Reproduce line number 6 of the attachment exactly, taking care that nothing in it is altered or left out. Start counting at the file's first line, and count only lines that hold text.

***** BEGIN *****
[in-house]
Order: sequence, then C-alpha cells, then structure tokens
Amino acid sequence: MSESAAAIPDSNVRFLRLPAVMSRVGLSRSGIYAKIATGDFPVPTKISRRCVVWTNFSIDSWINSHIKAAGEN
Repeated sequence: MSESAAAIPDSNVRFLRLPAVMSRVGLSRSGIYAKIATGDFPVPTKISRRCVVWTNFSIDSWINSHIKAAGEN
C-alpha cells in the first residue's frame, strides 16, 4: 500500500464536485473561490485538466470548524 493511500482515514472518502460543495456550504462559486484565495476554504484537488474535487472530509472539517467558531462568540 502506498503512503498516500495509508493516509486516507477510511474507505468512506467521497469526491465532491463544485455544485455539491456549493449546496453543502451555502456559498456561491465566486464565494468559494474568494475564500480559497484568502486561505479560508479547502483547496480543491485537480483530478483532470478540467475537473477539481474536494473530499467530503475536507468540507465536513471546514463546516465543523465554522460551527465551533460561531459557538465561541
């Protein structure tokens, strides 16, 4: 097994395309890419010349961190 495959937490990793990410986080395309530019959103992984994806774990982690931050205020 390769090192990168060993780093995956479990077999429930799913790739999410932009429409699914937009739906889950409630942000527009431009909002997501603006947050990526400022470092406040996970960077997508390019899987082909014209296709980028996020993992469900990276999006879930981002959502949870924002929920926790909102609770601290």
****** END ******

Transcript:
């Protein structure tokens, strides 16, 4: 097994395309890419010349961190 495959937490990793990410986080395309530019959103992984994806774990982690931050205020 390769090192990168060993780093995956479990077999429930799913790739999410932009429409699914937009739906889950409630942000527009431009909002997501603006947050990526400022470092406040996970960077997508390019899987082909014209296709980028996020993992469900990276999006879930981002959502949870924002929920926790909102609770601290």